Methods: All consecutive patients who underwent esophageal cancer surgery with larynx-preserving free jejunum or pedicled ileocolic transfer in June 2012–December 2015 were identified. The postoperative complications were classified using the CD classification.
Results: In total, 22 patients (20 men and 2 women; mean age, 63.3 years) underwent esophageal cancer reconstruction with larynx-preserving free jejunum transfer (n = 9) and supercharged pedicled intestinal transfer (n = 13). Seven patients underwent prophylactic tracheotomy. Four patients underwent emergent tracheotomy 1 or 5 days after surgery. The most frequent complication was recurrent nerve paralysis (RNP) (n = 8). Of these 8 RNP cases, 6 and 2 were classified as CD I and III complications, respectively. Pneumonia was the next most common complication (n = 7). Of these 7 pneumonia cases, 5 and 2 were classified as CD II and III, respectively. There were 2 cases of intestinal anastomosis leakage (CD II and III). On average, patients were able to start oral alimentation 15.1 (9–35) days after surgery.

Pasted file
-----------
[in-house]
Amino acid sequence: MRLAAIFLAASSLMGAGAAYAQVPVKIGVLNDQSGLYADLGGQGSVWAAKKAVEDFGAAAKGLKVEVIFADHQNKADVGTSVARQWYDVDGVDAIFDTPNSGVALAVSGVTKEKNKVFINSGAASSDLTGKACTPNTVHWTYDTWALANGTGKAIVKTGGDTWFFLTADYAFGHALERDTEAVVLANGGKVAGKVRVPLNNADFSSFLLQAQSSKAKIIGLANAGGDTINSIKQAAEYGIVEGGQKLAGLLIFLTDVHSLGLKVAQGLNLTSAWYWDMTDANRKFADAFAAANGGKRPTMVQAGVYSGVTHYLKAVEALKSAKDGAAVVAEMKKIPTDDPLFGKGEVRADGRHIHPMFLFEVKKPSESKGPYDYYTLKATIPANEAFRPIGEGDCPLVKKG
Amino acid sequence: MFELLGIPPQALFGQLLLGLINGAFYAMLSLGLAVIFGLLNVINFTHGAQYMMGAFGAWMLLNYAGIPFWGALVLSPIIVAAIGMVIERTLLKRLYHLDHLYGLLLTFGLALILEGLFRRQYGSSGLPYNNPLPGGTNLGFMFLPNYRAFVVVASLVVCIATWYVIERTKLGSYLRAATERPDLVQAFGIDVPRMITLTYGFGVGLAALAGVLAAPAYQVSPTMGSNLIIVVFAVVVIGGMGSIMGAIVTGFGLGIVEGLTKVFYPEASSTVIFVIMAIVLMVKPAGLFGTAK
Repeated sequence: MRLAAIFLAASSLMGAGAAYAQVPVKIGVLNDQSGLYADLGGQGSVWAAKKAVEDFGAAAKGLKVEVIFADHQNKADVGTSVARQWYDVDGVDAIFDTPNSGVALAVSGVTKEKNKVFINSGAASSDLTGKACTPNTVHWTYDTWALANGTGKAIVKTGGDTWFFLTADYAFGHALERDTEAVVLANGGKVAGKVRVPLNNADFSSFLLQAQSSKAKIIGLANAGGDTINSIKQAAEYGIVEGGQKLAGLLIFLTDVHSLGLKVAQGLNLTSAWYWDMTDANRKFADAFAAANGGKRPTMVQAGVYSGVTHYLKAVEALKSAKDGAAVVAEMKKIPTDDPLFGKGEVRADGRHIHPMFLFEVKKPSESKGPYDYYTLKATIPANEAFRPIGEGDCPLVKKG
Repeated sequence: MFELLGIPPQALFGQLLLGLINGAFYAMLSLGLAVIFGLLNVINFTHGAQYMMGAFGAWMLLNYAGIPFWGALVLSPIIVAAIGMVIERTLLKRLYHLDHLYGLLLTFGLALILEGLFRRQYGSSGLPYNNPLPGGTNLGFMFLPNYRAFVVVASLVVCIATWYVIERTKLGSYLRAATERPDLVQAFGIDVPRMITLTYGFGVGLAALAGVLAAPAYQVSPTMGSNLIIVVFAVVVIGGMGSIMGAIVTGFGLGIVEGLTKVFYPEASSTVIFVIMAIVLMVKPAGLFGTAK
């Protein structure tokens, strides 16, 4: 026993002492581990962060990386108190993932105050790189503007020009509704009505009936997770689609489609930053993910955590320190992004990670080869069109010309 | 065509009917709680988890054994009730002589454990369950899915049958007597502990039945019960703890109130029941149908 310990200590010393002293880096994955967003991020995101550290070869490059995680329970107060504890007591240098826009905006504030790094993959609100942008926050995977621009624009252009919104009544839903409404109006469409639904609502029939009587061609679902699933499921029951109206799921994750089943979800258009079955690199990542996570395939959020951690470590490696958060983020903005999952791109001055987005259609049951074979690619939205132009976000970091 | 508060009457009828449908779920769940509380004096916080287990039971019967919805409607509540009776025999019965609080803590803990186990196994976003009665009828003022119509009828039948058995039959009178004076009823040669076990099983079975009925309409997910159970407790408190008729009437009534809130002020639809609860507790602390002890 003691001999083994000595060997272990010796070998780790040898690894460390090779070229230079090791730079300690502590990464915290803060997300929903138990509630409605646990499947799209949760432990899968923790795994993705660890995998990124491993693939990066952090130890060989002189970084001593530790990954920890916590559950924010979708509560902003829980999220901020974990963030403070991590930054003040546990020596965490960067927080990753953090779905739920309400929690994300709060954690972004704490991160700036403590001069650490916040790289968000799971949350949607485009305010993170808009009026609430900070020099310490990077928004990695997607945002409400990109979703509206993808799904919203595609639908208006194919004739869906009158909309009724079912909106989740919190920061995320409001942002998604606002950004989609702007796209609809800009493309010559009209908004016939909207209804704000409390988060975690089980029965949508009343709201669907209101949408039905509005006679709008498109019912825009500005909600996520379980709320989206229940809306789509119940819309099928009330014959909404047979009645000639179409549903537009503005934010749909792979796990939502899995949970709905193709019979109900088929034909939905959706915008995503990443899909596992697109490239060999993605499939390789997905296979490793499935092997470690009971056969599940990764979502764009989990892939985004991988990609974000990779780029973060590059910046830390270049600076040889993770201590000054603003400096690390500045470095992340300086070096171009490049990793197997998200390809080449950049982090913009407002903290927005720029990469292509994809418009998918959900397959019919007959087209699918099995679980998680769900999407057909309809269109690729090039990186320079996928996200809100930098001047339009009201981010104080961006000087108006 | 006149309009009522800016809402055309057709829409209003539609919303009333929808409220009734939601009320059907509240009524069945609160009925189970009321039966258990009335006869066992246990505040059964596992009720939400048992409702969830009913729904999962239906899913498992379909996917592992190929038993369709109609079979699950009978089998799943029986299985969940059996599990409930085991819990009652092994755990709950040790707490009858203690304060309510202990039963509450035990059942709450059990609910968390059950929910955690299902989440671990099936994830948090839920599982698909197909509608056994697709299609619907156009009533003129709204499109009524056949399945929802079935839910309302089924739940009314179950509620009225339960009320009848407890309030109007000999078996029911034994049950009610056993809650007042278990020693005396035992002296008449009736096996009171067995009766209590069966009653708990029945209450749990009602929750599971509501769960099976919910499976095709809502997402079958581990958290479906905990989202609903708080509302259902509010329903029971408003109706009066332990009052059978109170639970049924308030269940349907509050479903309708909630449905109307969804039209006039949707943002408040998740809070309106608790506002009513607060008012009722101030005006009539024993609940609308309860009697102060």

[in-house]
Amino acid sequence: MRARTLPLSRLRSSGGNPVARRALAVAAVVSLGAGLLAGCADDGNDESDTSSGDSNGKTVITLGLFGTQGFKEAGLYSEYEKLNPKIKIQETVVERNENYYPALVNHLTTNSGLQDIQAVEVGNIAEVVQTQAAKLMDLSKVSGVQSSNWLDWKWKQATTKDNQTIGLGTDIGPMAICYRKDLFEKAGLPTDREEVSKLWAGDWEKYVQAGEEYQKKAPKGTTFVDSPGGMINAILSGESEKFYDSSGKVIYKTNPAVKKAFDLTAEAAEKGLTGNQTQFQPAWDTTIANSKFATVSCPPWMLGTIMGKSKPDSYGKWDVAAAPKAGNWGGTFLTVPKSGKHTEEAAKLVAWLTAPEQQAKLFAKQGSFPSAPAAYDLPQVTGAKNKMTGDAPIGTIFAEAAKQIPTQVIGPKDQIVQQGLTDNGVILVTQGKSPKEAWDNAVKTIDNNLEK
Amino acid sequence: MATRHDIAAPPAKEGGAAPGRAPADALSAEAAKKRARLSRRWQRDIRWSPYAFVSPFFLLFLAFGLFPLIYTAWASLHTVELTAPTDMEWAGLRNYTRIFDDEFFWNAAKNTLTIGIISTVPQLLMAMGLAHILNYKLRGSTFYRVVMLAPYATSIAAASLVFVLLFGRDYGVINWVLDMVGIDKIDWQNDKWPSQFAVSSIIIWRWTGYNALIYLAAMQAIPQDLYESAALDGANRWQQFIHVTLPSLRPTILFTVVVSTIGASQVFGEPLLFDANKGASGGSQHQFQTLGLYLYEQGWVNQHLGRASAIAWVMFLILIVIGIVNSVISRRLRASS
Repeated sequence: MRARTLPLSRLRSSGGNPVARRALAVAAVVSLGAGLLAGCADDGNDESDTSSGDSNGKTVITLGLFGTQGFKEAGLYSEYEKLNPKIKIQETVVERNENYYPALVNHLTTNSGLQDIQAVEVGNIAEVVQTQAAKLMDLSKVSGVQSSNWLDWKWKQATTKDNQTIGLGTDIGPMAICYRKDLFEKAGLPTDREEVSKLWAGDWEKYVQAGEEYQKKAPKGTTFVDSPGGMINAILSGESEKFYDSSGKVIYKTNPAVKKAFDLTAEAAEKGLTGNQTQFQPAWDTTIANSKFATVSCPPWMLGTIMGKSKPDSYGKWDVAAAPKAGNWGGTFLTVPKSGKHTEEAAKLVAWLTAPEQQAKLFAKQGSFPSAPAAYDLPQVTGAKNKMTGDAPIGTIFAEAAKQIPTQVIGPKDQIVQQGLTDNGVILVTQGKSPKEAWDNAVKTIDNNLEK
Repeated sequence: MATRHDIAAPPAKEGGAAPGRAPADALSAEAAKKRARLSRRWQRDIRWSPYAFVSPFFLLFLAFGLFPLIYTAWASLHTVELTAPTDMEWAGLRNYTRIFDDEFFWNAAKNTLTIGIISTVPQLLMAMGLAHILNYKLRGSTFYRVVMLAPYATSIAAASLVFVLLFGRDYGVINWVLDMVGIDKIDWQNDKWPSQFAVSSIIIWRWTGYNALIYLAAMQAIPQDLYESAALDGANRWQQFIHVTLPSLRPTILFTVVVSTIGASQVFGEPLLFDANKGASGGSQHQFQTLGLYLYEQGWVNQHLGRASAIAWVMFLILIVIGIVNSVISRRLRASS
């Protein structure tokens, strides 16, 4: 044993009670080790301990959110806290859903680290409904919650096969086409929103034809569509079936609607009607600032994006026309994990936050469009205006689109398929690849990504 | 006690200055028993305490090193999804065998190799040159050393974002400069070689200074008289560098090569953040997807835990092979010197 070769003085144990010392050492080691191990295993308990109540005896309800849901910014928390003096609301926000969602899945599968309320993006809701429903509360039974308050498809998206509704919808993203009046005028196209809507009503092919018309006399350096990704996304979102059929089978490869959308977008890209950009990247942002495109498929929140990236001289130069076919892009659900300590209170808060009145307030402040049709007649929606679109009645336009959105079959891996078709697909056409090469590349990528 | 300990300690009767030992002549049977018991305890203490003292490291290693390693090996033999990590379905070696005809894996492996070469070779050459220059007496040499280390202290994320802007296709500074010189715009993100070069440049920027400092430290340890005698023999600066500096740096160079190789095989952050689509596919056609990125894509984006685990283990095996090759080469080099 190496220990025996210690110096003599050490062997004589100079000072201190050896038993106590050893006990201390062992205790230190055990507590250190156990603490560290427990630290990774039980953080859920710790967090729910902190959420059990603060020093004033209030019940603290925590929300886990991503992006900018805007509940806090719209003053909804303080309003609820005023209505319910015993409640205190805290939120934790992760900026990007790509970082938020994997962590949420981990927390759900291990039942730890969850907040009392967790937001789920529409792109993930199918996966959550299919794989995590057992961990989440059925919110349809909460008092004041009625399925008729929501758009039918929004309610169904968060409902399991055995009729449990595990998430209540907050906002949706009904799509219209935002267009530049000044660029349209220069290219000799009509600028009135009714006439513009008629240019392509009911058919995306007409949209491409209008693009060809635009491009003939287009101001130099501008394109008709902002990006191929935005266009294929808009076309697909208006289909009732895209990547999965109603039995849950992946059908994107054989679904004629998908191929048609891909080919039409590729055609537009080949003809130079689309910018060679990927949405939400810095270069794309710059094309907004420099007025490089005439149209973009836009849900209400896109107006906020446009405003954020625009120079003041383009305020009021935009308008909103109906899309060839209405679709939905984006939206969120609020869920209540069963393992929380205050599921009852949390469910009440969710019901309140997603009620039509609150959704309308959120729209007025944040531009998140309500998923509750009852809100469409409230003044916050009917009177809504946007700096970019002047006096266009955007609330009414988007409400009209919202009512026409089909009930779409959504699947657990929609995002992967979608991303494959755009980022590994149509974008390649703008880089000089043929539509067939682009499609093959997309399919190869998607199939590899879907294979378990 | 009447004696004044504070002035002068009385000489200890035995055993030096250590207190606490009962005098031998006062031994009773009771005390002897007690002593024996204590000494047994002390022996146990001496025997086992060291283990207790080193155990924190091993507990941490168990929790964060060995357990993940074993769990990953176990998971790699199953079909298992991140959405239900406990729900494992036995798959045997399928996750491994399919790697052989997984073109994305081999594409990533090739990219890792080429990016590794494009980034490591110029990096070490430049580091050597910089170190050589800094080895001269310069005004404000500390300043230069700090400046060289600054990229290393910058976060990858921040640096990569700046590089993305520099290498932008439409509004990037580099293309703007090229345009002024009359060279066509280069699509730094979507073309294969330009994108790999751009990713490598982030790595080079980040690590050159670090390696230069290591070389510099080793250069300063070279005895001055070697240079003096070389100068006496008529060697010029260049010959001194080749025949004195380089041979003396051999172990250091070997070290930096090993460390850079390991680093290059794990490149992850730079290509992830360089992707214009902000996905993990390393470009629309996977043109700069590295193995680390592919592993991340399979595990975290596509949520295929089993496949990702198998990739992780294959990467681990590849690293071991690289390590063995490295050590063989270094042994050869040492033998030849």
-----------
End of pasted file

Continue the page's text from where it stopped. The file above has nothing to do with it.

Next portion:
Conclusions: Our analysis with the CD classification suggested that vascularized free jejunum transfer or supercharge-drainage pedicled ileocolic transfer prevents postoperative intestinal anastomosis leakage and that prophylactic tracheotomy is especially indicated in cases with significant surgical damage in the cervical region.